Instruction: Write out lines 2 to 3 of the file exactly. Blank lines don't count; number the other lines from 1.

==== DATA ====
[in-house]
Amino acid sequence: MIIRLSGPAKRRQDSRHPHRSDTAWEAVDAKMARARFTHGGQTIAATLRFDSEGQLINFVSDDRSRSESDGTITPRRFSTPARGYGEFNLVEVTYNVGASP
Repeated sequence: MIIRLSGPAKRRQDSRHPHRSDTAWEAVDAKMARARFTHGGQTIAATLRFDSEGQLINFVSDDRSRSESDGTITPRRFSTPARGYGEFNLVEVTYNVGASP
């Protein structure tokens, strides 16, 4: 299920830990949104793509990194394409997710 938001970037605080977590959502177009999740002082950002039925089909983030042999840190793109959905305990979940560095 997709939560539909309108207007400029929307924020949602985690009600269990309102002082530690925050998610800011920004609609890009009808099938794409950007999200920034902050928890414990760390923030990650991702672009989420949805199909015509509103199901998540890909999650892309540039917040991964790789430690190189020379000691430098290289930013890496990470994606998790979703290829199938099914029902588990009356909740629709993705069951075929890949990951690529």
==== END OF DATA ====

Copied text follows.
Amino acid sequence: MIIRLSGPAKRRQDSRHPHRSDTAWEAVDAKMARARFTHGGQTIAATLRFDSEGQLINFVSDDRSRSESDGTITPRRFSTPARGYGEFNLVEVTYNVGASP
Repeated sequence: MIIRLSGPAKRRQDSRHPHRSDTAWEAVDAKMARARFTHGGQTIAATLRFDSEGQLINFVSDDRSRSESDGTITPRRFSTPARGYGEFNLVEVTYNVGASP